On the other hand, I do like that it’s entirely open, and that I don’t depend financially on it. Because when you start depending on something financially, your perspective changes a lot. And so maybe your usage limits are not as generous as the free usage limits that I have. Maybe you do require a signup. Maybe you start talking about leads, and you start talking, and you require – you know, I’ve done this dance.

Yeah. It changes.

Your perspective on things starts changing, and it is very difficult to be a successful open source company. I mean, you’ve had a number of them on the podcast, right?

Yeah, it’s not easy.

It’s not easy. And then eventually, you’re going to have to take on money, VCs and whatnot. Am I ready to do that? Right now no. In the future, maybe. So ntfy makes a little bit of money. I’m not swimming in money, and that’s okay.

Fair enough. I think it’s at a scale right now where in your FAQ you get to say “What are the uptime guarantees?”, you get to say “Best effort.” You know?

That’s what it says. [laughter] So I’ve actually stolen this from – do you know

It’s a website that’s based around the idea of a deadman switch, where you send a message to every two minutes, or every whatever interval you choose…

Right. And then you stop –

And then when you stop, it notifies you. It actually has notified integration now. It’s great.

It seems like the opposite of ntfy, in a sense.

It is and it isn’t. There’s a very small change that I have to make, and suddenly I can do that, too. But that’s beside the point. My model is based on – I forgot his name, but whoever the maintainer of that is… Because I said to myself, I want to be fully open source, I want to be transparent, and I want to be a good citizen, just like him. And he writes in his FAQs or in the terms and conditions, he writes, “I’m just one guy. And so if my Postgres server is down, I have backups… But it could be a couple hours. Or if I’m asleep then it could be more.” So I do have ridiculously good uptime so far. I haven’t really been down at all. There was one window where I was asleep, and people kept pinging me, and I didn’t have my Opsgenie…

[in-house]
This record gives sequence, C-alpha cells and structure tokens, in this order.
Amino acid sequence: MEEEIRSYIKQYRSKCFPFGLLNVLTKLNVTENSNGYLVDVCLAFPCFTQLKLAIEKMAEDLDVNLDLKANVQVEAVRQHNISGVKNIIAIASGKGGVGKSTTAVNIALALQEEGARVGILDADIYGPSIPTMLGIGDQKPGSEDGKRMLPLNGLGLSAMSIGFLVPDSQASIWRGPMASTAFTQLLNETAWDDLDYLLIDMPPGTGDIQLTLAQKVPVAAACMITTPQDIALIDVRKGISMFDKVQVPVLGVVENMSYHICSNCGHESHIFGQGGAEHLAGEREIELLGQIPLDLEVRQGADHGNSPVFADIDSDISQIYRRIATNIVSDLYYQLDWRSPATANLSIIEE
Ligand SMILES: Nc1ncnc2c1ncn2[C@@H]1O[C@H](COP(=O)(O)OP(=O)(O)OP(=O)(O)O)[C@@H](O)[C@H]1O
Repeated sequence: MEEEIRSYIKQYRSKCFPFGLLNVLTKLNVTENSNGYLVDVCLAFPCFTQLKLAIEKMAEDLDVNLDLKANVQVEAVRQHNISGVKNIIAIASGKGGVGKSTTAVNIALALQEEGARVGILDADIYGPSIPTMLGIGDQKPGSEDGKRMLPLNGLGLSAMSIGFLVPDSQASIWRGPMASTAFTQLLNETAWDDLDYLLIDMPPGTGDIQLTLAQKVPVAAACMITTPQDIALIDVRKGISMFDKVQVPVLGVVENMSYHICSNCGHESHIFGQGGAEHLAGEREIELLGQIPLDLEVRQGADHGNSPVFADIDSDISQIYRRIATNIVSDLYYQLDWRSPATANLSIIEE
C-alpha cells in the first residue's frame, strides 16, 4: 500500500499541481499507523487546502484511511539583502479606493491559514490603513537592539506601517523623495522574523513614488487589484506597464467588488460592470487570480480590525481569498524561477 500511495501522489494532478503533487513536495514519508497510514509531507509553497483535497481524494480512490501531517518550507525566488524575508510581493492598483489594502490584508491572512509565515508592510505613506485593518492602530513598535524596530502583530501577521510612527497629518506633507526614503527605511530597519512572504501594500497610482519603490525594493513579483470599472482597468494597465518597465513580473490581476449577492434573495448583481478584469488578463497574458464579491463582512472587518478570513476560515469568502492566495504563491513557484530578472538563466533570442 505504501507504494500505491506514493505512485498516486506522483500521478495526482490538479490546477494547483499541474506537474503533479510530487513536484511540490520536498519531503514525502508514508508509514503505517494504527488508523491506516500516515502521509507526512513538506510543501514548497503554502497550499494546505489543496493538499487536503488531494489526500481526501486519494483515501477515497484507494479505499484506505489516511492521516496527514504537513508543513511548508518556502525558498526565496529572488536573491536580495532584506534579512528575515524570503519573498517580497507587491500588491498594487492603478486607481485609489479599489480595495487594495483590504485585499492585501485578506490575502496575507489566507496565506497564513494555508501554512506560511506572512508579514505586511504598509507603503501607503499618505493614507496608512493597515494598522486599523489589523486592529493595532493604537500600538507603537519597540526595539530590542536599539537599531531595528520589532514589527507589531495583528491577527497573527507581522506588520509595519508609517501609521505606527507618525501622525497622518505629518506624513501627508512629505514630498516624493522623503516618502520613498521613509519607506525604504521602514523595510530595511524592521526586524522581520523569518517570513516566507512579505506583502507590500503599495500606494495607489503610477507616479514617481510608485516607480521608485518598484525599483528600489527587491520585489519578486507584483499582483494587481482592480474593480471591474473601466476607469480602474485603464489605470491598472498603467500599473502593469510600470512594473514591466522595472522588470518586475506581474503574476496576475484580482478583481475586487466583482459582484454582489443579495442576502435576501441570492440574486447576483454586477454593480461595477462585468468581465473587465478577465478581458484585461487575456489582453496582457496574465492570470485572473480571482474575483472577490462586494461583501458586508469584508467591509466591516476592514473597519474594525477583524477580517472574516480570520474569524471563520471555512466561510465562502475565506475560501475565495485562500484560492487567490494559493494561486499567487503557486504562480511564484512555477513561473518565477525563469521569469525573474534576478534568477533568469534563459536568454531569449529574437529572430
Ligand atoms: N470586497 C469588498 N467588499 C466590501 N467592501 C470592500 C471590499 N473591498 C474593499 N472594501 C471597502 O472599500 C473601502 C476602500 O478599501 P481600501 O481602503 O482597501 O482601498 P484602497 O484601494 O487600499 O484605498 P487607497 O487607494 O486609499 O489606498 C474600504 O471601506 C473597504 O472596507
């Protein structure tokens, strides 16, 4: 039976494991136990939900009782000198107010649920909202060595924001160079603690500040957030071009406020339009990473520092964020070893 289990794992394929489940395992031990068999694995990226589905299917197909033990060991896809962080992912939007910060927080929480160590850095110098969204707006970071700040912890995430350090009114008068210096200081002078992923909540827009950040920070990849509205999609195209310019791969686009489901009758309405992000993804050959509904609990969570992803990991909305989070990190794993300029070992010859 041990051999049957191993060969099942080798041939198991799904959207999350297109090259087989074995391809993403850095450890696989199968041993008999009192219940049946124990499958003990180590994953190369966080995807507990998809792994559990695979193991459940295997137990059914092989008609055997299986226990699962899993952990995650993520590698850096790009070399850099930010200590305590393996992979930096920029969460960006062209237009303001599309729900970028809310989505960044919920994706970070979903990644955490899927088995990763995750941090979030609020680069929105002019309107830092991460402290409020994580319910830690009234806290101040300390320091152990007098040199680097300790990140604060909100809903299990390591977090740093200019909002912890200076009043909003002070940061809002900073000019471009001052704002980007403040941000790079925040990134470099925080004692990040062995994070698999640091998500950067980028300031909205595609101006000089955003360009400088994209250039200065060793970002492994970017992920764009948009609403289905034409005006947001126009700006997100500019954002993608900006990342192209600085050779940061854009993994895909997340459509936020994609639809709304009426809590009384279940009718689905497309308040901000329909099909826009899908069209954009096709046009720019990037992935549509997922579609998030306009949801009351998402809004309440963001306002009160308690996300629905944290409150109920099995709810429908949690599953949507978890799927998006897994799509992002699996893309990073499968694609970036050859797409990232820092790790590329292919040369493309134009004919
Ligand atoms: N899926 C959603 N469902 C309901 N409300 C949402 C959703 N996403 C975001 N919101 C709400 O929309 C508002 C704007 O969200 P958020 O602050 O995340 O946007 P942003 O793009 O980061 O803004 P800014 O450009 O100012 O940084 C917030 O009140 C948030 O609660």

[38:06] Push notifications on?

Yes, I didn’t notify myself about ntfy being down. So there’s an interesting use case.

Oh, you needed another service. That’s how you signed up for Pushover.

No, I don’t. Do you know what I do now?

You’re on like a dev box in staging, or something.

No, there’s public ntfy servers that other people run.

Oh, nice.

So if you look at the docs, there’s an integrations and projects page at the bottom. There’s a list –

So you’re using somebody else’s ntfy. You just pick a private topic, and boom.

That’s cool.

And so yeah, it rings continuously. So I did that after the fact…

What’s your infrastructure look like?

It’s, again –

You said one machine, didn’t you?

It’s one box. It’s one droplet on Digital Ocean. Given that it’s running Go, and Go is really good at concurrency, I don’t need more. I can scale much more than this. The reliability aspect of it is questionable, obviously.

Yeah. It wouldn’t take too much to go to two, right?

Right, yeah. So there’s –

At this point you might be on – like, if Digital Ocean has a problem, that’s when you have a problem, kind of a thing… Where it’s like, if you could just have two of everything, why not? It probably would take a few hours to get set up, and then you’d just have that one – I mean, you’d go from like five nines to nine nines, or something, just having two of them.